The equal opportunities law was introduced into society due to the discrimination ethnic minorities had received in history. The policies were implemented to counter racial discrimination and bias. Thus, the equal opportunities law was not created to treat different races differently, its purpose was to treat all people as equals. Affirmative action, however, does not adhere to this principal as by dismissing perfectly capable white candidates for a role in order to employ a less qualified black person, we are not treating everyone as equals. (Hacker 1990).

A major disadvantage of affirmative action in the workplace is the affect it has on the organisation and its employees. Affirmative action can be very detrimental to the organisation as hiring an under qualified worker puts others at risk if he or she doesn’t have enough experience. It is also financially dangerous and a company should not pay inexperienced people to do work they’re not qualified for.

Affirmative action will only work short term because if you hire a minority who is under qualified they will eventually lose their job. Another problem arises as organisations can only hire so many people, and this may result in too many under qualified people working for you and will eventually have to abandon affirmative action all together.

Affirmative action means that employees who benefit from it bear the mark of not being the best pick, but only the best pick from a limited group (DeWit 1996) It would be better for an employees self-esteem if they knew they got a job because they were the best person for the job, not because they were black and under-represented.

It is also possible that because of affirmative action, racism within an organisation will increase. If a company hires a black person who is not as good as another white candidate, employees will begin to resent him/her. If they gained their job based on their skin colour, rather than because they were the most qualified, they may become disliked and resented because of their skin colour. This could also lead to lack of respect for a black boss which would be detrimental to the organisation and the happiness of employees.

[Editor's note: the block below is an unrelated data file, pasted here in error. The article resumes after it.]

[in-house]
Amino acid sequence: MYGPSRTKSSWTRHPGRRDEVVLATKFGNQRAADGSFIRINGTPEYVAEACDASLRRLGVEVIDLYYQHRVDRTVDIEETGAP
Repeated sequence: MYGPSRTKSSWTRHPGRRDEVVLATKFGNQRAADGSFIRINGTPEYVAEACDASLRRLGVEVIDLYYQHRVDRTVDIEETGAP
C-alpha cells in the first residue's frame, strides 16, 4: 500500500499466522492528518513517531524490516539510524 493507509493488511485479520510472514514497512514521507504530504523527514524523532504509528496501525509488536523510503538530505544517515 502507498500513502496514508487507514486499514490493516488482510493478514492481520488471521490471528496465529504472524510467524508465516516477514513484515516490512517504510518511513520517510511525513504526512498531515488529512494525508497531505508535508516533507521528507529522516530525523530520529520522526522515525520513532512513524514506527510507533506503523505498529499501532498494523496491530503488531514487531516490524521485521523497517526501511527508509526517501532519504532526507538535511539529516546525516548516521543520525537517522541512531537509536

One of the arguments for affirmative action is that blacks should be compensated for injustices done to their ancestors by white people. This idea contradicts the human right of individuality. It implies that if a white persons ancestor showed racist behaviour, they will be discriminated against because of this. The reality of this is completely unfair, why should one person be punished for something they had no control over, and similarly why should black people receive preferential treatment for behaviour they have not suffered from. That is to say, a black man will be treated in a better way than a white man, as his grandfather was the victim of slavery. The implementation of this is unrealistic and immoral, especially as we should aim to promote equality among all. As discussed above this kind of preferential treatment will only cause resentment and ultimately the resentment of the black man, purely for being black.

The real factor in affirmative action, is that are blacks getting their jobs because they are qualified and able, or because they are black? If the decisive factor is their skin colour and not their ability to work, then affirmative action is a flawed method. Businesses will only ever survive and be profitable if they employ the most suitable and qualified candidate for the job. For this to happen and for the organisation to ensure they have hired the best person for the job, recruitment methods must be colour-blind. This means the people in charge of recruitment should assess each application based on its merits and qualifications, not on the ethnic background of the applicant.